In disordered soft matter system, amorphous and crystalline components might be coexisted. The interaction between the two distinct structures and the correlation within the crystalline components are crucial to the macroscopic property of the such material. The spider dragline silk biopolymer, is one of such soft matter material that exhibits exceptional mechanical strength though its mass density is considerably small compare to structural metal. Through wide-angle X-ray scattering (WAXS), the research community learned that the silk fiber is mainly composed of amorphous backbone and $\beta$-sheet nano-crystals. However, the morphology of the crystalline system within the fiber is still not clear. Therefore, a combination of small-angle X-ray scattering experiments and stochastic simulation is designed here to reveal the nano-crystalline ordering in spider silk biopolymer. In addition, several density functional theory (DFT) calculations were performed to help understanding the interaction between amorphous backbone and the crystalline $\beta$-sheets.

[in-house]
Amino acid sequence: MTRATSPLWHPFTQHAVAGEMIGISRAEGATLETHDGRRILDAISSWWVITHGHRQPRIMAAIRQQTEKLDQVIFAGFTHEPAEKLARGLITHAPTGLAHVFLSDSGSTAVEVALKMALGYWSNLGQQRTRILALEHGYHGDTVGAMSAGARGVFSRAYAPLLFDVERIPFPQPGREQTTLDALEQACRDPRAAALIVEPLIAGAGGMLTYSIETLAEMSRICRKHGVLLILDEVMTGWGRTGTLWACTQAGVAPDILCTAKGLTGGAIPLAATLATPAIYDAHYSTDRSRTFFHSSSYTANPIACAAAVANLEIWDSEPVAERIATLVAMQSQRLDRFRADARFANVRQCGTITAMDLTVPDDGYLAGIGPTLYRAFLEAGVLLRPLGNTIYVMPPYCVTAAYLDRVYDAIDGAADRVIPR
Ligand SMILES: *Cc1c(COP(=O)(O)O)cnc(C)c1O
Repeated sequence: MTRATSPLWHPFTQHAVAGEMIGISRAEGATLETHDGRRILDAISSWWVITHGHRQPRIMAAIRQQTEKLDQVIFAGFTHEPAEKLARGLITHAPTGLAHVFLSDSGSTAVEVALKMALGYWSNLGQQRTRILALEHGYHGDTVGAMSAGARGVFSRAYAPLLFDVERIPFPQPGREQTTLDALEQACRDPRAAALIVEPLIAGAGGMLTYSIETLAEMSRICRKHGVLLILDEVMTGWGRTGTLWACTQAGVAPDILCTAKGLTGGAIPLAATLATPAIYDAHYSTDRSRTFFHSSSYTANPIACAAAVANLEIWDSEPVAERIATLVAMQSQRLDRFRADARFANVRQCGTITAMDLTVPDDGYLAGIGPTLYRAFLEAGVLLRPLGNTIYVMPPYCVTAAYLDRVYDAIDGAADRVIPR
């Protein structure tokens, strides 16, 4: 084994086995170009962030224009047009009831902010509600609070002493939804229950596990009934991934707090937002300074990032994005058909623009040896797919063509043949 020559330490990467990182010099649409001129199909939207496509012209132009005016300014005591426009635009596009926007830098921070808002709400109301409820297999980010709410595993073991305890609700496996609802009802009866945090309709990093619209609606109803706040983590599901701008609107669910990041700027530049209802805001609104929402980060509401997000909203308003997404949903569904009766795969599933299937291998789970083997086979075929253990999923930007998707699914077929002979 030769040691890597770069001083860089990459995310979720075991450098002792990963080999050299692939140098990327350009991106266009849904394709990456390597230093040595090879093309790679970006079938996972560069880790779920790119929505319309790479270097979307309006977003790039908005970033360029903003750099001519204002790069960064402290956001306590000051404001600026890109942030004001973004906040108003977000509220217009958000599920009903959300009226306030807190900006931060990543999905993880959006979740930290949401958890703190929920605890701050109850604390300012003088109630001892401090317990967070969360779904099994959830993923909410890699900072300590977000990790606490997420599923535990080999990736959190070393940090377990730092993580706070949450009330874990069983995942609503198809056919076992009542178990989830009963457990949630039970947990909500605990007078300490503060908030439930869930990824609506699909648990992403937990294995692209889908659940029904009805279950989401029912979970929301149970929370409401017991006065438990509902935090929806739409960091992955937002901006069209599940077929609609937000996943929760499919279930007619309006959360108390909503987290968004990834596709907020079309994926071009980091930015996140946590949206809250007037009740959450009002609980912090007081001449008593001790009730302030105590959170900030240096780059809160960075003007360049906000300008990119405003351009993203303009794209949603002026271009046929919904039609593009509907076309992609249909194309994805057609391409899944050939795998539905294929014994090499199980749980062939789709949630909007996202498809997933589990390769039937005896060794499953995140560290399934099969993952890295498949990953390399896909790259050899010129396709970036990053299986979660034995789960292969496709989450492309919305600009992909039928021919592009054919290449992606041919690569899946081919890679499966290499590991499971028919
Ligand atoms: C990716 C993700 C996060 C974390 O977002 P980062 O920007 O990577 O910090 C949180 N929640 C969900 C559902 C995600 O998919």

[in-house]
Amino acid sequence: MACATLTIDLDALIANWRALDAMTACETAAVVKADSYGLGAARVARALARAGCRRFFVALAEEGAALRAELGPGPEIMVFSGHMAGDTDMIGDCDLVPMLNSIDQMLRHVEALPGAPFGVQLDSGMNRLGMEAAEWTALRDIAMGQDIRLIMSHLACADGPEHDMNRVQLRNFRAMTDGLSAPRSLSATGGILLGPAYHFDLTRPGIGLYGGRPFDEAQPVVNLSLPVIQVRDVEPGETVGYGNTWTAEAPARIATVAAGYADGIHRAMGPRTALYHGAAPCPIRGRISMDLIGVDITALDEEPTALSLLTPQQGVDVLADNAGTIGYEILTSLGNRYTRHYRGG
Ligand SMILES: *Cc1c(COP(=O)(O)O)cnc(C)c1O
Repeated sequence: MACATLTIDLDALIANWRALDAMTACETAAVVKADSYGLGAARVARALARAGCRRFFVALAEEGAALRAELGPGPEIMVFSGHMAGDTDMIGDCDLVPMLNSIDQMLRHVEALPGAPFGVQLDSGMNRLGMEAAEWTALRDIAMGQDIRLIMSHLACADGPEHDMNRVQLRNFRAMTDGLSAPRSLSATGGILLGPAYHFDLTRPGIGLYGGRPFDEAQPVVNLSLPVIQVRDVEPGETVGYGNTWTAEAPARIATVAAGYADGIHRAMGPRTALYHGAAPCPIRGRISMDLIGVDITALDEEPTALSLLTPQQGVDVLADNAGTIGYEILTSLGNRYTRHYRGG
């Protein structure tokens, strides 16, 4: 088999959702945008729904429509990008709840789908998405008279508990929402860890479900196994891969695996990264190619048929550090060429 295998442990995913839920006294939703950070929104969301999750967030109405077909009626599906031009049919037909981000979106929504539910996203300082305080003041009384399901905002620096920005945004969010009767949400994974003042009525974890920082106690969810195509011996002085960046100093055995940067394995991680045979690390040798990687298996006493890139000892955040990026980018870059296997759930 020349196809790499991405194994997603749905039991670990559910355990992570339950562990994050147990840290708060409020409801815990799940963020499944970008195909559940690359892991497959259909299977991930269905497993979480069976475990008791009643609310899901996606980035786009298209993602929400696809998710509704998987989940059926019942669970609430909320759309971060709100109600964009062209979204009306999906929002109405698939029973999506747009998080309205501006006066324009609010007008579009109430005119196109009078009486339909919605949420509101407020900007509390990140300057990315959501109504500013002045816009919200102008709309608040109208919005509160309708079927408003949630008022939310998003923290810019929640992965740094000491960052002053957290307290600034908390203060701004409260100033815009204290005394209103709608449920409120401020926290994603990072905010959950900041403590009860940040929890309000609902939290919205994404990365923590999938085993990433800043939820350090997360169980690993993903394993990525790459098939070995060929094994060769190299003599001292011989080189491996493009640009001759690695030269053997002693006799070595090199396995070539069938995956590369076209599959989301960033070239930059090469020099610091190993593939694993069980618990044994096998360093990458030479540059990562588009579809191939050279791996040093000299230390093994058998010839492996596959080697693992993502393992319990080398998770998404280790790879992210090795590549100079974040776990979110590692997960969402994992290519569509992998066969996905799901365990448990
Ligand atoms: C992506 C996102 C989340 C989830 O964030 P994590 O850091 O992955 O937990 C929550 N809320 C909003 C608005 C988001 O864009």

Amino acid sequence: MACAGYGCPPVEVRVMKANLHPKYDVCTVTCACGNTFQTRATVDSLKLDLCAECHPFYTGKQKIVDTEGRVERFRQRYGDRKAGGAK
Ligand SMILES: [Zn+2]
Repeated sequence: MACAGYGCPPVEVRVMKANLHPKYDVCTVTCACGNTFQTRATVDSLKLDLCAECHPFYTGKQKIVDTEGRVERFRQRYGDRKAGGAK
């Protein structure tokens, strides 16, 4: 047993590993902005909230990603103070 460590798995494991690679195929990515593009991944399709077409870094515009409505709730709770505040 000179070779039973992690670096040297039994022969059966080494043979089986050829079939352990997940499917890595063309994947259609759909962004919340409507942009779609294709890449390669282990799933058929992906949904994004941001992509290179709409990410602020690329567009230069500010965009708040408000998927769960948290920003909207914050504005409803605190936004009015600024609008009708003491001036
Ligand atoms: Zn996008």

By taking advantage of the prior information obtained from WAXS, a rather crude nano-crystalline model was initialized for further numerical reconstruction. Using Markov-Chain stochastic method, a hundreds of nanometer size $\beta$-sheet distribution model was reconstructed from experimental SAXS data, including silk fiber sampled from \textit{Latrodectus hesperus}, \textit{Nephila clavipes}, \textit{Argiope aurantia} and \textit{Araneus gemmoides}. The reconstruction method was implemented using MATLAB and C++ programming language and can be extended to study a broad range of disordered material systems.